KARACHI: Who would have thought that the founder of Pakistan, Quaid-i-Azam Mohammad Ali Jinnah, never completed his matriculation and left Sindh Madressatul Islam (SMI) twice, where he was enrolled for his secondary education?
The records preserved at SMI University's 'Jinnah Museum' stated that the father of the nation studied at the institute from July, 1887 till January, 1892 with two brief intervals. The four-and-a-half-years Jinnah spent studying at SMI was the longest of all his academic affiliations.
Quaid-e-Azam House: Living history
Jinnah was admitted to SMI three times in total, with the first time being when he joined class five in the English branch. "He left the school for the first time when he went to Bombay to meet his aunt," said SMI University vice-chancellor Muhammad Ali Shaikh, who has compiled a book on the life of Jinnah and has also collected documents from the British Library and old General Registers of the schools where Jinnah studied.
The second time Jinnah left the school, citing a 'long absence' as the reason, was in 1891 and his time at SMI ended on January 30, 1892, while he was studying in class nine in the English branch. The general register's remarks read, 'left for Kutch on marriage'.
Other than SMI, Jinnah had also studied in Anjuman-e-Islamia in Bombay for two months when he first left SMI, said Shaikh, adding that five weeks after returning from Kutch, he [Jinnah] sought admission in Church Mission Society (CMS) High School on March 8, 1892 for seven months.
The Jinnah Museum, inaugurated in 1996, not only has Jinnah's educational records, but rather also displays the books that were a part of the syllabus when he was a student at SMI. Some of the books that Jinnah had studied while at SMI included 'The Story of Rome from the Earliest Times to the End of the Republic', 'English - Past and Present' and 'Shakespeare-Lexicon', among others. He studied English from HP Jacob while he was in SMI and before SMI, his primary education was in Gujrati.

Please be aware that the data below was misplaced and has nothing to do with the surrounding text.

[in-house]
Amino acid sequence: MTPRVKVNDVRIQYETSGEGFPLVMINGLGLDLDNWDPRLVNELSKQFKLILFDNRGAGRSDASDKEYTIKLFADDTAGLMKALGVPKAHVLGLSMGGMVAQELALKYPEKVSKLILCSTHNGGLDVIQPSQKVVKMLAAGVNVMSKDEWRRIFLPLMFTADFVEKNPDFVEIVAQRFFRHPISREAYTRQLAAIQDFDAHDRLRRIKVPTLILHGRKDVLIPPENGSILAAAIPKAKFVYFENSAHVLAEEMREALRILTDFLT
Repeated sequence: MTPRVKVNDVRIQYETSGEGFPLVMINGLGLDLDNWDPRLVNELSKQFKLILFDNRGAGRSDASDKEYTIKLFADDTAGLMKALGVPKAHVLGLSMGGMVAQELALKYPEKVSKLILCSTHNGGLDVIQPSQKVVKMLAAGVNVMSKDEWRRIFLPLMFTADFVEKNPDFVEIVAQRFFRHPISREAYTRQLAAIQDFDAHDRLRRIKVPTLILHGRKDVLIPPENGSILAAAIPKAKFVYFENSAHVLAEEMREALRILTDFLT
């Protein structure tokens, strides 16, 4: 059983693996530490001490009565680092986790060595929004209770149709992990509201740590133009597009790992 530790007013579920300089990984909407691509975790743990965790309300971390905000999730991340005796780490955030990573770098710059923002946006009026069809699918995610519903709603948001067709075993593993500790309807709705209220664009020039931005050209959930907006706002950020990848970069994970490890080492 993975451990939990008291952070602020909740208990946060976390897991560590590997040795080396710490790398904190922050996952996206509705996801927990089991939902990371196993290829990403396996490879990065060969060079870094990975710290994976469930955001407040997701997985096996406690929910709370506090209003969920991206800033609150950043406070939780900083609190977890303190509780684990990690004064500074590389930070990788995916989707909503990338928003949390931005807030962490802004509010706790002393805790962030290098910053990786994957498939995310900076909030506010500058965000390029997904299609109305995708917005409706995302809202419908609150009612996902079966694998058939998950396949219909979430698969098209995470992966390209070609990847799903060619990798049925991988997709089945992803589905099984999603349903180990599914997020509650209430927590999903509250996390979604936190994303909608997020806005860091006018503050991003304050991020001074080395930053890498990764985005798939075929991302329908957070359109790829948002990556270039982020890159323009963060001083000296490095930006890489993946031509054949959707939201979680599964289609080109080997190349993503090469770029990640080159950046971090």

Showing his love for his alma mater, Quaid-i-Azam gifted one-third of all his property to SMI, according to his will that is also placed on a wall of the museum that is dedicated to Jinnah's pictures.
Jinnah, the barrister
Jinnah was never sent to England to study law, but rather, his father had sent him to learn some business techniques from one of his [Jinnah's father] friends, who lived in England. In those days, the journey by ship from British India to England usually took from two to three weeks. He arrived at Southampton and took a train to London.
His father had given him enough money for his living expenses, but he chose a different path than what he was sent to England for, narrated Shaikh, adding that the work at Graham's Shipping and Trading Company did not interest Jinnah much and he decided to go to Lincoln's Inn, which was on the route to his office from his residence, from where he completed his law degree.
Jinnah's possessions shifted to Flagstaff House
The year Jinnah got admission at Lincoln's Inn - 1893 - was the last year when one could get an admission on the basis of passing an entrance examination alone and without needing any formal education. One had to appear for three tests for the admission, English, Mathematics and Latin. However, Jinnah wrote a letter to the administration to exempt him from appearing in the Latin exam, which was accepted, giving him the opportunity to become a barrister.
The letters written by him [Jinnah] to the Lincoln's Inn administration are printed and framed at the Jinnah Museum, said SMI University information head Anwer Abro. Other than his letters and the data from the general registers of SMI and CMS, his sword and details of his later visits to his alma mater are also framed at the museum, he added, while showing Jinnah's handwritten letters.
The museum also has three other sections - the wall of fame, outstanding alumni of SMI and the Hassanally Effendi corner. The wall of fame includes pictures of outstanding students from the institute and the teachers who have dedicated a large part of their lives to the organisation.
The section for outstanding alumni of SMI is dedicated to two students, Umar bin Daudpota, who was the first Sindhi PhD from Cambridge University, and Qazi Khuda Bukhsh, who became the first Muslim mayor of Sindh, while the last section is allocated for SMI's founder.
Published in The Express Tribune, December 5th, 2016.